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Vol. LXII, No. 10
May 14, 2010
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Digest

  In work with mice, a team of researchers has pinpointed the location of bone-generating stem cells in the spine, at the ends of shins and in other bones.  
  In work with mice, a team of researchers has pinpointed the location of bone-generating stem cells in the spine, at the ends of shins and in other bones.  

NIH Study Confirms Location of Stem Cells Near Cartilage-Rich Regions in Bones

Working with mice, a team of researchers has pinpointed the location of bone-generating stem cells in the spine, at the ends of shins and in other bones. The team also has identified factors that control the stem cells’ growth. The research was conducted at NIH and other institutions.

“Identifying the location of bone stem cells and some of the genetic triggers that control their growth is an important step forward,” said NICHD acting director Dr. Alan E. Guttmacher. “Now, researchers can explore ways to harness these cells so that ultimately they might be used to repair damaged or malformed bone. Also, studies of this stem cell population could yield insight into the formation of bone tumors.”

Researchers have long known that stem cells from bone marrow give rise to bone cells and to red and white blood cells. The current study is the first to identify the location of bone stem cells in the adult mouse skeleton. The findings appear online in the Proceedings of the National Academy of Sciences.

The findings open up two avenues for additional research. Studies to identify the chemical signals that initiate the formation of new bone tissue could lead to new techniques for regenerating damaged or injured bone. Similarly, studies of the chemical events that trigger the initial stages of tumor formation may lead to ways to prevent or treat bone tumors.

NIH Study Offers Hope to Patients with Nonalcoholic Steatohepatitis

A daily dose of a specific form of vitamin E significantly improved the liver disease nonalcoholic steatohepatitis (NASH), according to a study funded by the National Institute of Diabetes and Digestive and Kidney Diseases. Results were published Apr. 28 online in the New England Journal of Medicine. In addition, Actos (pioglitazone), a drug used to treat diabetes, also improved many features of NASH but was associated with weight gain.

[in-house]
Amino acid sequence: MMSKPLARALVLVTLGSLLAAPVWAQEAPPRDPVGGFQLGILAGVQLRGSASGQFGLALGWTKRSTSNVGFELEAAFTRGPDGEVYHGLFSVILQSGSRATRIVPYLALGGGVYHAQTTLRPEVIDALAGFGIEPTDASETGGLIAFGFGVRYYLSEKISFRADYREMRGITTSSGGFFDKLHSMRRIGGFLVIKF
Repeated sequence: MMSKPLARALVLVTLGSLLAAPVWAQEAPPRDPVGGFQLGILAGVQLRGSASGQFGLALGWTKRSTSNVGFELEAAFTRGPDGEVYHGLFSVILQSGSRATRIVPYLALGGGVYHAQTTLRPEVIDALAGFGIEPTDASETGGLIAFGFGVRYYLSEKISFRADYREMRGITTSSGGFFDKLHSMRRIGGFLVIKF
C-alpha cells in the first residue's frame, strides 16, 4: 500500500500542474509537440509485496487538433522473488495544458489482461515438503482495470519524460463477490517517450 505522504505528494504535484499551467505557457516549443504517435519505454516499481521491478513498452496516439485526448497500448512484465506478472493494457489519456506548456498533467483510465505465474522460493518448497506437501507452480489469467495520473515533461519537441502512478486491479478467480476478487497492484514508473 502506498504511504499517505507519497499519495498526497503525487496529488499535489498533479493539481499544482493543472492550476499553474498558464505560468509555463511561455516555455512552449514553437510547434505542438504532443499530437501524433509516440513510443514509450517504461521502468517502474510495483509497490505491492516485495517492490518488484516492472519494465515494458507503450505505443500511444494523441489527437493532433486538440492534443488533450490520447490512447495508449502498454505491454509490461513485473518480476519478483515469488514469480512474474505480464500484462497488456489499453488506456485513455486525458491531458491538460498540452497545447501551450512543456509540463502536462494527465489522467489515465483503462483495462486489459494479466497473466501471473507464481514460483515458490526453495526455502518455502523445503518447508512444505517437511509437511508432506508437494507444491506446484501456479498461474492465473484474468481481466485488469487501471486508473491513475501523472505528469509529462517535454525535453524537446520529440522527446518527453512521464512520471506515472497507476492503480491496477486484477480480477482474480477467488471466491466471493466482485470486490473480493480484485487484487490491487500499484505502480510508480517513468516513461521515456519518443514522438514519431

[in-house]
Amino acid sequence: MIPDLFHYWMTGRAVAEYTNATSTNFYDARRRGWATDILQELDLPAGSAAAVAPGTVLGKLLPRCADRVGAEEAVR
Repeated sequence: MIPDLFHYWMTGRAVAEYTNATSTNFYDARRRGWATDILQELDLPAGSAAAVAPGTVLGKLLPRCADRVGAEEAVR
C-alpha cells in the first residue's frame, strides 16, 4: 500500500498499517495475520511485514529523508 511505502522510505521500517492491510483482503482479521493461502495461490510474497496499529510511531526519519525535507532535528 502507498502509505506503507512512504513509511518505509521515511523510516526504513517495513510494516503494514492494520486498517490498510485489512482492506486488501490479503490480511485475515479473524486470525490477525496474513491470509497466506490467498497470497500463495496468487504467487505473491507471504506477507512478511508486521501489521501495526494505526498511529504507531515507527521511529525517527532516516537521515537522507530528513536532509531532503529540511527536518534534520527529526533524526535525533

NASH is a chronic liver disease that is linked to weight gain and obesity and can lead to cirrhosis, or scarring, liver cancer and death. It resembles alcoholic liver disease but occurs in patients who drink little or no alcohol. NASH can occur in children, the elderly, normal-weight and non-diabetic persons. The disease is believed to be caused by abnormal metabolism of fats, which increases levels of oxidants, compounds that transfer oxygen in the liver. This disease affects about 3 to 4 percent of the U.S. population, leads to death from cirrhosis and increases the risk of death from cardiovascular disease. There is currently no approved treatment for NASH.

“This is an important landmark in the search for effective treatments for NASH,” said Dr. Pat Robuck, director of the clinical trials program in NIDDK’s Division of Digestive Diseases and Nutrition.

Scientists Find Genes That Influence Brain Wave Patterns

Scientists have identified new genes and pathways that influence an individual’s typical pattern of brain electrical activity, a trait that may serve as a useful surrogate marker for more genetically complex traits and diseases. One of the genes, for example, was found to be associated with alcoholism.

A report of the findings by researchers at the National Institute on Alcohol Abuse and Alcoholism appeared online Apr. 26 in the Proceedings of the National Academy of Sciences.

“This important advance sustains our hope for the potential of genome-wide association techniques to further the study of complex genetic disorders such as alcoholism,” said NIAAA acting director Dr. Kenneth Warren. Genome-wide association studies allow researchers to rapidly scan the complete set of DNA of many individuals to find genetic variations associated with a particular disease or condition.

Expression of Proteins Linked to Poor Outcome In Women with Ovarian Cancer

Scientists have established the presence of certain proteins in ovarian cancer tissues and have linked these proteins to poor survival rates in women with advanced stages of the disease. The study, led by scientists at the National Cancer Institute, appeared in Cancer online, Apr. 19.

The proteins in question belong to the nuclear factor kappa Beta (NF-kB) family. NF-kB controls many processes within the cell including cell survival and proliferation, inflammation, immune responses and cellular responses to stress.

“This study sheds light on the distinctive genetic features of the NF-kB pathway and may provide targets for the development of novel therapies for ovarian cancer,” said lead investigator Dr. Christina Annunziata, associate clinical investigator, Medical Oncology Branch.

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